Winnipeg (i/ˈwɪnɪpɛɡ/) is the capital and largest city of Manitoba, Canada, and is the primary municipality of the Winnipeg Capital Region, with more than half of Manitoba's population. It is located near the longitudinal centre of North America, at the confluence of the Red and Assiniboine Rivers (a point commonly known as The Forks).
The name "Winnipeg" comes from the Cree for "muddy waters". The Winnipeg area was a trading centre for Aboriginal peoples prior to the arrival of Europeans. The first fort was built there in 1738 by French traders. A settlement was later founded by the Selkirk settlers in 1812, the nucleus of which was incorporated as the City of Winnipeg in 1873. During the late 19th century and early 20th century, Winnipeg was one of the fastest growing cities in North America. The University of Manitoba, founded during this period, was the first university in Western Canada.
Winnipeg has a diversified economy, with sectors in finance, manufacturing, food and beverage production, culture, retail and tourism. Winnipeg is a major transportation hub, served by Richardson International Airport. The city has railway connections to the United States and Eastern and Western Canada through three Class I rail carriers.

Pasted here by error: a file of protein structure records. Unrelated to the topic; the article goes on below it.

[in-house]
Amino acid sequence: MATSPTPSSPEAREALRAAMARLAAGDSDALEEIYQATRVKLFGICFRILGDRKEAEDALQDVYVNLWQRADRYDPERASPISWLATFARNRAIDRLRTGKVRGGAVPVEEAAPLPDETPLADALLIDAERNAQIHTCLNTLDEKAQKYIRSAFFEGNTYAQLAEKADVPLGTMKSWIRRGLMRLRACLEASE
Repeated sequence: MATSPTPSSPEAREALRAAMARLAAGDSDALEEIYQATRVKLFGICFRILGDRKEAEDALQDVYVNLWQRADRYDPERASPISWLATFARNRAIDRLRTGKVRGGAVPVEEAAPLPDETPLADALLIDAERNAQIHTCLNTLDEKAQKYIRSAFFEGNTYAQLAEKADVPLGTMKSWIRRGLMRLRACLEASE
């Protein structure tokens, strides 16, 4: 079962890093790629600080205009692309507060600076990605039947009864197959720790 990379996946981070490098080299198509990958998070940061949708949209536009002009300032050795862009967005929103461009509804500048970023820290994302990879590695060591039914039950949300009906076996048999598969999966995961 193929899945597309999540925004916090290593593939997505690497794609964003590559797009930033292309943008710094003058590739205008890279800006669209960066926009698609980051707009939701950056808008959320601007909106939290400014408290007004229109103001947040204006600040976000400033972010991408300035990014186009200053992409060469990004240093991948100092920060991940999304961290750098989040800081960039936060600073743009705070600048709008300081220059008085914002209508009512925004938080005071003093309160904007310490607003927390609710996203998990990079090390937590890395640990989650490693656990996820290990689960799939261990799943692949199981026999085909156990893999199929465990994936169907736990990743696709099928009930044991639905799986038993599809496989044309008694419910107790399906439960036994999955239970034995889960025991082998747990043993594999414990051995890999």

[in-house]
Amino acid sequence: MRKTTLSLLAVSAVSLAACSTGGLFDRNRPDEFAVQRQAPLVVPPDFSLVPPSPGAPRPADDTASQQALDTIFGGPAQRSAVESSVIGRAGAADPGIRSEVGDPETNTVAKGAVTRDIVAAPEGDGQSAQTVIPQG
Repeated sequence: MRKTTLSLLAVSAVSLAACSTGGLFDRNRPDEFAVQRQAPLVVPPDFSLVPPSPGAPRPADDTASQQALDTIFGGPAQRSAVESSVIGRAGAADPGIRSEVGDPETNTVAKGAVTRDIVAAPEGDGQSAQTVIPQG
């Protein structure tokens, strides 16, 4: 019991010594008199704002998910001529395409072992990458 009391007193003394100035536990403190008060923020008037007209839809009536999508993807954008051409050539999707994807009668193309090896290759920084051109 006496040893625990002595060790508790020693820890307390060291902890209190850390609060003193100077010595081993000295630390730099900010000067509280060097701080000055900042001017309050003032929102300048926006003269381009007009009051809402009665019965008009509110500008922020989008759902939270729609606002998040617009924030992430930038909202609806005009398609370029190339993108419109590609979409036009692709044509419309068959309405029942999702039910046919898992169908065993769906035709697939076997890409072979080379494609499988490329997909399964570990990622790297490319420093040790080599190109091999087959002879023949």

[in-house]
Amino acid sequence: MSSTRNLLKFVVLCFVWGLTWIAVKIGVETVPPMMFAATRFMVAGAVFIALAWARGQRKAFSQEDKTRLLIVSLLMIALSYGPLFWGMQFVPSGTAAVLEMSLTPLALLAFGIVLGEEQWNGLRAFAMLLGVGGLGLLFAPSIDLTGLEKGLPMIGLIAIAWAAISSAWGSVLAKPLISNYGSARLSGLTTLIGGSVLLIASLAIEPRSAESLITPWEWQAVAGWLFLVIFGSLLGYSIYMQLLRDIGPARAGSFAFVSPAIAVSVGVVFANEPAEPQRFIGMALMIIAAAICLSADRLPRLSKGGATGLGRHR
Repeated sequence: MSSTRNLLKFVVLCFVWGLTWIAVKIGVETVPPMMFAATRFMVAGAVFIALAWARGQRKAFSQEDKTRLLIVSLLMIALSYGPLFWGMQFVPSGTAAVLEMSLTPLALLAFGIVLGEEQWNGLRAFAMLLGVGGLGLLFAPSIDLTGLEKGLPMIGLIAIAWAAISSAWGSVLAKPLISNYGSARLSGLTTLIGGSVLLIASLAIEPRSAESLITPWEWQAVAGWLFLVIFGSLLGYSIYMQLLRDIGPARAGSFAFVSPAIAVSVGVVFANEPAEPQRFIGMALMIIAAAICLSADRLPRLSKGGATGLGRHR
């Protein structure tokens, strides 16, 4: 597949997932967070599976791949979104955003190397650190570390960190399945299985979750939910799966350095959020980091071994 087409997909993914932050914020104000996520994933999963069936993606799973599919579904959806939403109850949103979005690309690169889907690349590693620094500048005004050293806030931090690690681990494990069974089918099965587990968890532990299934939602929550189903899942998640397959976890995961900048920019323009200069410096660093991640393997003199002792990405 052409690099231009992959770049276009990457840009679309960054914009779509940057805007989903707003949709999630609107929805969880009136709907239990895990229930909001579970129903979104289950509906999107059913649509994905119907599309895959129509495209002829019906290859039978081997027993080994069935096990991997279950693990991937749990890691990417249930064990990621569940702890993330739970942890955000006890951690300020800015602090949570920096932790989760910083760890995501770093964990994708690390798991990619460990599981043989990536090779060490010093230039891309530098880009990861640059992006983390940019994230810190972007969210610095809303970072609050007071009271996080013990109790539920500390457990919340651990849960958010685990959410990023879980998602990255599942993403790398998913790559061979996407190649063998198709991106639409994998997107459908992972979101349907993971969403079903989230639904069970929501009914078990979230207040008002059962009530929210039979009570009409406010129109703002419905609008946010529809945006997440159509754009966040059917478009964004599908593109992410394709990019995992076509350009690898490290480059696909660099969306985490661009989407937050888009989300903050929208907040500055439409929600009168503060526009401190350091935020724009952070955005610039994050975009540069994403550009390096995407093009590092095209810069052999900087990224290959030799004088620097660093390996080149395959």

Winnipeg is the seventh-largest municipality in Canada, with a population of 633,451 in the Canada 2006 Census. The city's census metropolitan area--consisting of the city of Winnipeg, ten nearby rural municipalities and the First Nations reserve of Broken head 4, Manitoba--is Canada's eighth-largest, with 694,668 inhabitants. Winnipeg's cultural organizations and festivals include the Royal Winnipeg Ballet, Manitoba Opera, Le Cercle Moliere, Festival du Voyageur and Folklorama. Professional sports organizations based in the city include the Winnipeg Blue Bombers, the Winnipeg Jets, and the Winnipeg Gold eyes.